Monday, September 9, 2013

Miracle? Platelet count of Jehovah’s patient goes up

Miracle? Platelet count of Jehovah’s patient goes up
Over 400 dengue cases and 4 deaths reported in city this monsoon so far

Much to the relief of both doctors and her family, the 24-year-old woman belonging to the Jehovah’s Witnesses community, who is undergoing treatment for dengue at Bombay Hospital, saw a marginal rise in her platelet count on Sunday.
The doctors had found themselves in a bind after her family warned them against doing a blood transfusion as their sect forbids it.
Dr Mukesh Sanklecha, consultant physician of Mary (name changed), said, “Her platelet count has improved. Yesterday it was 50,000, today it is 56,000 (the normal range is 1.5-4 lakh per litre). We hope she’s stable in a day or two.”
Doctors are monitoring her round the clock and ensuring that she doesn’t get any external or internal bleeding, a potential life-threatening complication of dengue.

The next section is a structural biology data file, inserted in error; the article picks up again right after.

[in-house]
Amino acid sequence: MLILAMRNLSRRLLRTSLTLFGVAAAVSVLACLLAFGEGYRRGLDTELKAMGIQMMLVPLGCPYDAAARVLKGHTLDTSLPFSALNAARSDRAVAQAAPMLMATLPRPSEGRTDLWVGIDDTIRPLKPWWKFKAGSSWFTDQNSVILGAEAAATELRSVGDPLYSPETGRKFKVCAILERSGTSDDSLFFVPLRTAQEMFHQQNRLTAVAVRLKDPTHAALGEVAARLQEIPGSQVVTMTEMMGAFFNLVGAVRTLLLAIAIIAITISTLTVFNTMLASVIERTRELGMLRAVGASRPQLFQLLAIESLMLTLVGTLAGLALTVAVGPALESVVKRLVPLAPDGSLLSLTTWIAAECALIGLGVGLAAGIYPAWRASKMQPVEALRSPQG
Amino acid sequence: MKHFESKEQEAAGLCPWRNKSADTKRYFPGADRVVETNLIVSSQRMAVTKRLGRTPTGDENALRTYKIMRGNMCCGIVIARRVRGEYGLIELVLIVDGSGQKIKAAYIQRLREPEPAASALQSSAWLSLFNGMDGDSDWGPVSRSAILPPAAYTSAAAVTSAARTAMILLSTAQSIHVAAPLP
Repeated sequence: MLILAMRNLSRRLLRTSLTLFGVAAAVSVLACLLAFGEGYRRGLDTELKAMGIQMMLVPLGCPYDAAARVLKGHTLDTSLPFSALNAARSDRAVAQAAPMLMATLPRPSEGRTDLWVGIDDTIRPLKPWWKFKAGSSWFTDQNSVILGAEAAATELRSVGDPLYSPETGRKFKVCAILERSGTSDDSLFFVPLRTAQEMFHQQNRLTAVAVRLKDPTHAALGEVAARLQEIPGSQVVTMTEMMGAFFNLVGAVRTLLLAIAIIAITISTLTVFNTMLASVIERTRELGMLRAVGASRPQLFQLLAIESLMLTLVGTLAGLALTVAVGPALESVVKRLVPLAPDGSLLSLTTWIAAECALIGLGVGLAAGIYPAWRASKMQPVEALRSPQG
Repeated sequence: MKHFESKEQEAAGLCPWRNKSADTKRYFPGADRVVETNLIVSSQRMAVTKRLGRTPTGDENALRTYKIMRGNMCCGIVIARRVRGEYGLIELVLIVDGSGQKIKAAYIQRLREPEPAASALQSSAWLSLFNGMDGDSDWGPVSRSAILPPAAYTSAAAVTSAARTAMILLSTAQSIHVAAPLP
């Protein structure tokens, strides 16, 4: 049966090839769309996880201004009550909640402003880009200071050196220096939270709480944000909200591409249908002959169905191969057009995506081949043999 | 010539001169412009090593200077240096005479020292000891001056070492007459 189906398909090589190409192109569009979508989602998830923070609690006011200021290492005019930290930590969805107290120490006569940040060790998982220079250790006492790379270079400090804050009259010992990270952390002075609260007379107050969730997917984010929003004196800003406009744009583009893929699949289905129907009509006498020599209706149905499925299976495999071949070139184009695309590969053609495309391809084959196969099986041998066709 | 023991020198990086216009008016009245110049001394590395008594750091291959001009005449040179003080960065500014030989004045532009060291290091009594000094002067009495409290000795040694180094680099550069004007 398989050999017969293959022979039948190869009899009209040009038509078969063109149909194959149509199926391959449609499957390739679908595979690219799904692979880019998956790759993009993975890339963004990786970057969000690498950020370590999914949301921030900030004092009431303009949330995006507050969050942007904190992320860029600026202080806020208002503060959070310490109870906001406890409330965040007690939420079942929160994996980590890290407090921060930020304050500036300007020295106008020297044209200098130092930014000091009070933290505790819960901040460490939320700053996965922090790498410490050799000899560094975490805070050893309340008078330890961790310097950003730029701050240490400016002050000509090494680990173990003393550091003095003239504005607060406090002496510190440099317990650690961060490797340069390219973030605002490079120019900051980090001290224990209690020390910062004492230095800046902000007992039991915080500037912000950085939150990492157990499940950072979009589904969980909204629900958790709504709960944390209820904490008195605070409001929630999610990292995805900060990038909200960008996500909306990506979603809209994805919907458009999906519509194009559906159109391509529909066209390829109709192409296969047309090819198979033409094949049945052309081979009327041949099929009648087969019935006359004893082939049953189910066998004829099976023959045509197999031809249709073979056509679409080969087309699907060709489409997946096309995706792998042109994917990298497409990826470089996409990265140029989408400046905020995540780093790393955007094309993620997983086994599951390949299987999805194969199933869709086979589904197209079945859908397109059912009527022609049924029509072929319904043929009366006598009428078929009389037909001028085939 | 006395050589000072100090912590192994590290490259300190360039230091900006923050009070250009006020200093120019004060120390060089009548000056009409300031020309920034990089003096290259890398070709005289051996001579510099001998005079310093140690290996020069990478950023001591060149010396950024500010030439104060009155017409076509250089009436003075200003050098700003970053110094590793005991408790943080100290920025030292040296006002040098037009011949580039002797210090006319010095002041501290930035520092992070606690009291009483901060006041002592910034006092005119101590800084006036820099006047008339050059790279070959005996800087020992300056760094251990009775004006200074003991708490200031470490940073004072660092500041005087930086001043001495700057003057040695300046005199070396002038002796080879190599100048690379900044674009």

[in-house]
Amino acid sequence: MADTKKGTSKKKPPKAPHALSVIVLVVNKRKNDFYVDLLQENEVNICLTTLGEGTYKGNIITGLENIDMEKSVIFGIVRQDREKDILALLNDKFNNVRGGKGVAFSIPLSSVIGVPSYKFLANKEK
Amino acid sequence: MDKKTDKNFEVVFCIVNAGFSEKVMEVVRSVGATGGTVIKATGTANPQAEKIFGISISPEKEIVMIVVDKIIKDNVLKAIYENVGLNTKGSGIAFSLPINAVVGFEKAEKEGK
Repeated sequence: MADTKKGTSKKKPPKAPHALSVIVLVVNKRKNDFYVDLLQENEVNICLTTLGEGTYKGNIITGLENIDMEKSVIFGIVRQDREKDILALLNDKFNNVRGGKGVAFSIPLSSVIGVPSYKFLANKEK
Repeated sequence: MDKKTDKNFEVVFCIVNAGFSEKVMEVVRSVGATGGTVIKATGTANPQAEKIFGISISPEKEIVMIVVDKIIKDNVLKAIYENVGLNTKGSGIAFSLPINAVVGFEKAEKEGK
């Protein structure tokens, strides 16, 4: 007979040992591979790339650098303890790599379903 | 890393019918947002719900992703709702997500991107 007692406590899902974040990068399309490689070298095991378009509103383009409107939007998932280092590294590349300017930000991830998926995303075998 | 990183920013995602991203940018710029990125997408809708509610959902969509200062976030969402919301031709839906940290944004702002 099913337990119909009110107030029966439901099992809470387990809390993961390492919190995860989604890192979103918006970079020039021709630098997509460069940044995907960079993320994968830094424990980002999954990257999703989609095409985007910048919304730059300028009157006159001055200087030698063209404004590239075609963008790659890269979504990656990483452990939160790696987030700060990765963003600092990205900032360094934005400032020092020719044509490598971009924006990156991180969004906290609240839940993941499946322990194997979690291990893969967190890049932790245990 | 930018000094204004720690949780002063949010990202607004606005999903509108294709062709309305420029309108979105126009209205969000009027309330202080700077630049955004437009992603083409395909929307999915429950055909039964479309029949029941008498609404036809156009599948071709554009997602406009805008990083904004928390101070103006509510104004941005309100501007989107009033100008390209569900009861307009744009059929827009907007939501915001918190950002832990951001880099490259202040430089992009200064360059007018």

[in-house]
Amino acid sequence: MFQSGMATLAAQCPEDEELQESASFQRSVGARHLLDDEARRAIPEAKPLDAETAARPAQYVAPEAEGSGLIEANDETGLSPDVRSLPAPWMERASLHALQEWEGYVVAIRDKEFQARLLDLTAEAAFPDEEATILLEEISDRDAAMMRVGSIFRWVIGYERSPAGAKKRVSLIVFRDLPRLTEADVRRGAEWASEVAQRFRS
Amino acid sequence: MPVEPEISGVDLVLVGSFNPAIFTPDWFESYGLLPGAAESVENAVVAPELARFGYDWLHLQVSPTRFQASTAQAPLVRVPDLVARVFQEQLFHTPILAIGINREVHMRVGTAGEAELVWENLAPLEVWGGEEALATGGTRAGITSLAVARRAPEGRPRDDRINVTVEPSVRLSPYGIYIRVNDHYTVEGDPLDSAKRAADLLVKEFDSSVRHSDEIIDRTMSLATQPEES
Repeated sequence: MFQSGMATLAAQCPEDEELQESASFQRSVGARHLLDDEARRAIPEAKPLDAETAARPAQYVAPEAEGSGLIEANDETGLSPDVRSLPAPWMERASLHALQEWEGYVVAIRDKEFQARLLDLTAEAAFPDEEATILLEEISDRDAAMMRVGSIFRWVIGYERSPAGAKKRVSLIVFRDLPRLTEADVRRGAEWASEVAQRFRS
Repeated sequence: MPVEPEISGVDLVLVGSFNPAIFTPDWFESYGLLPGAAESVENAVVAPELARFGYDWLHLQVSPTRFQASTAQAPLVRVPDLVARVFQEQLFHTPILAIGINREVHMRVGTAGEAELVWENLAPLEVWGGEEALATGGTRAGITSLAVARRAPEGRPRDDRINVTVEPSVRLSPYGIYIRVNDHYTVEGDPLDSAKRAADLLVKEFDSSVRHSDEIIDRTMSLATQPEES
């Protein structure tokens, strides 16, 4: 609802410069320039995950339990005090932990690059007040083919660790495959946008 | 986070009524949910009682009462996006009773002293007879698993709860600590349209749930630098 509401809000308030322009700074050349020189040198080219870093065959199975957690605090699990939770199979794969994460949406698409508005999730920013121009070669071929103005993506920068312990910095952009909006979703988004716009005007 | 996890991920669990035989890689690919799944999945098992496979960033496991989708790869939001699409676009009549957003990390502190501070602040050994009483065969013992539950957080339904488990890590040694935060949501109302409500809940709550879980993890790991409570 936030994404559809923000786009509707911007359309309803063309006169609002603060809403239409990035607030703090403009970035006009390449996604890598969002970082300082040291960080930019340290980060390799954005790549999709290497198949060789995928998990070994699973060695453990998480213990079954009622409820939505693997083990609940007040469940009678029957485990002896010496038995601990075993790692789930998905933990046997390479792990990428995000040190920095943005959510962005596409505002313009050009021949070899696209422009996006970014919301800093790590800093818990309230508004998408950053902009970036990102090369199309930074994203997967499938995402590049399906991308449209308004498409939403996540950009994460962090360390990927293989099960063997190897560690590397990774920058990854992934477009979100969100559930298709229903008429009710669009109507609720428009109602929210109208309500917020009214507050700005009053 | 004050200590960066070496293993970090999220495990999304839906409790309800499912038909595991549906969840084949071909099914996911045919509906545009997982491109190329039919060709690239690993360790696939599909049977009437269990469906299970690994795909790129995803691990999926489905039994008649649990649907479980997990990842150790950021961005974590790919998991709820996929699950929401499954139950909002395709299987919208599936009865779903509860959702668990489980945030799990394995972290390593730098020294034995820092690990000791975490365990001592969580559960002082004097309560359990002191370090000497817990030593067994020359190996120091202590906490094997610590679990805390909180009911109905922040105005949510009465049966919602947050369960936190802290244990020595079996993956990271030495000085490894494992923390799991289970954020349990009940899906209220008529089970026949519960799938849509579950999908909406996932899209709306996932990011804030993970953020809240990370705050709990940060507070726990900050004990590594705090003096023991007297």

Mary was admitted on September 4 with high grade fever, low white blood cell (WBC) count and dipping platelet count of 1,13,000.
Mumbai has officially recorded four dengue deaths and over 400 cases this monsoon. Doctors said most coming to them have low WBC and platelet counts because of which they have to be hospitalised.
Dr Khusrav Bajan, consultant intensivist at PD Hinduja Hospital, said, “We are admitting eight to 10 cases of dengue every week. Low WBC count makes the chances of secondary infection and other complications high.”
Dr Pratit Samdhani, consultant physician at Jaslok Hospital, said he has been advising his patients to take utmost care and use mosquito repellent and net, among other things. “We are seeing at least six cases of dengue daily. In South Mumbai, the disease has created a menace. Many patients have low pulse, low WBC and platelet counts and liver infection,” he said.
The Brihanmumbai Municipal Corporation (BMC) has been stressing on the need for citizens to be proactive and ensure there is no stagnant water in their homes and societies.
Head of the civic epidemiology department Dr Mangala Gomare said, “The breeding spots of the Aedes mosquito, carrier of the dengue virus, are being found in mini-fountains, feng shui plants and miniature artificial ponds. Unlike locating the breeding sites of the female Anopheles mosquito that spreads malaria, it is difficult to find those of the Aedes mosquito as we have to visit homes for that.”

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